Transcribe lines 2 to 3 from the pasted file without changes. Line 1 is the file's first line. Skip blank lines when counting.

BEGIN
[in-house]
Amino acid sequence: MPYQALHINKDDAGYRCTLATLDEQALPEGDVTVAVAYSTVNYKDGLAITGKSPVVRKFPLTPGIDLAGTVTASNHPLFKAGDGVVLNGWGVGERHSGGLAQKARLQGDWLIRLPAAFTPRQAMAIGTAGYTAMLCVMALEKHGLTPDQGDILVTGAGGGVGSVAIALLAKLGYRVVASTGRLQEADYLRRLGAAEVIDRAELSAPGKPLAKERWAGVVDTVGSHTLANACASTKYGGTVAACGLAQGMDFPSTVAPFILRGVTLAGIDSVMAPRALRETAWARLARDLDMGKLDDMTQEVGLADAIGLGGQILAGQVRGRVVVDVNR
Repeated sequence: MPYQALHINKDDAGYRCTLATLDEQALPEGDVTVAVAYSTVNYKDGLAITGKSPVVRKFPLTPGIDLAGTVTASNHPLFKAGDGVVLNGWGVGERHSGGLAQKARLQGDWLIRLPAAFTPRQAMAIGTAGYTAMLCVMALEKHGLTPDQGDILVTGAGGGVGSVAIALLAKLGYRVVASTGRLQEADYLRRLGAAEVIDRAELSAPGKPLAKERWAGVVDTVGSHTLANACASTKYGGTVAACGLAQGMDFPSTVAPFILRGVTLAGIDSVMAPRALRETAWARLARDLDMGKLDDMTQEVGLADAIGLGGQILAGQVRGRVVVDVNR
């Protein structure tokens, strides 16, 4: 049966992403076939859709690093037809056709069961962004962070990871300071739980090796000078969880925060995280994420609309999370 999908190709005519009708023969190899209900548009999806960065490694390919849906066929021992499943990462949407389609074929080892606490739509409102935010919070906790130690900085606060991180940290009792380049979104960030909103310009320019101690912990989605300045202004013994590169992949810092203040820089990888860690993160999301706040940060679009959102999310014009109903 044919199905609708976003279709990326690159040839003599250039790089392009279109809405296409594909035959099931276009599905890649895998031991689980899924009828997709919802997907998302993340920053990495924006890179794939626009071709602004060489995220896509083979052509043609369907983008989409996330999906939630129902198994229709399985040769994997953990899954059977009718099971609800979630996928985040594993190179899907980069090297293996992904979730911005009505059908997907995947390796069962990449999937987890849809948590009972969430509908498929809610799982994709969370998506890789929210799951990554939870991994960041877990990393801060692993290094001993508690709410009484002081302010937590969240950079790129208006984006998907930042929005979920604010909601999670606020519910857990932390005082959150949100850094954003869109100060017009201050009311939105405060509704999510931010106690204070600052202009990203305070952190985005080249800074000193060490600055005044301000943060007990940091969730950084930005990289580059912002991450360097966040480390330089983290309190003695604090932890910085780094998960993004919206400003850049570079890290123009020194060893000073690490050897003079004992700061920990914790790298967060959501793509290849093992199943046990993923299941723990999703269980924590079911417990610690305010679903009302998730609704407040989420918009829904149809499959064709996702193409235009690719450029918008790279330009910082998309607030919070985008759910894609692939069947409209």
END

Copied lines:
Amino acid sequence: MPYQALHINKDDAGYRCTLATLDEQALPEGDVTVAVAYSTVNYKDGLAITGKSPVVRKFPLTPGIDLAGTVTASNHPLFKAGDGVVLNGWGVGERHSGGLAQKARLQGDWLIRLPAAFTPRQAMAIGTAGYTAMLCVMALEKHGLTPDQGDILVTGAGGGVGSVAIALLAKLGYRVVASTGRLQEADYLRRLGAAEVIDRAELSAPGKPLAKERWAGVVDTVGSHTLANACASTKYGGTVAACGLAQGMDFPSTVAPFILRGVTLAGIDSVMAPRALRETAWARLARDLDMGKLDDMTQEVGLADAIGLGGQILAGQVRGRVVVDVNR
Repeated sequence: MPYQALHINKDDAGYRCTLATLDEQALPEGDVTVAVAYSTVNYKDGLAITGKSPVVRKFPLTPGIDLAGTVTASNHPLFKAGDGVVLNGWGVGERHSGGLAQKARLQGDWLIRLPAAFTPRQAMAIGTAGYTAMLCVMALEKHGLTPDQGDILVTGAGGGVGSVAIALLAKLGYRVVASTGRLQEADYLRRLGAAEVIDRAELSAPGKPLAKERWAGVVDTVGSHTLANACASTKYGGTVAACGLAQGMDFPSTVAPFILRGVTLAGIDSVMAPRALRETAWARLARDLDMGKLDDMTQEVGLADAIGLGGQILAGQVRGRVVVDVNR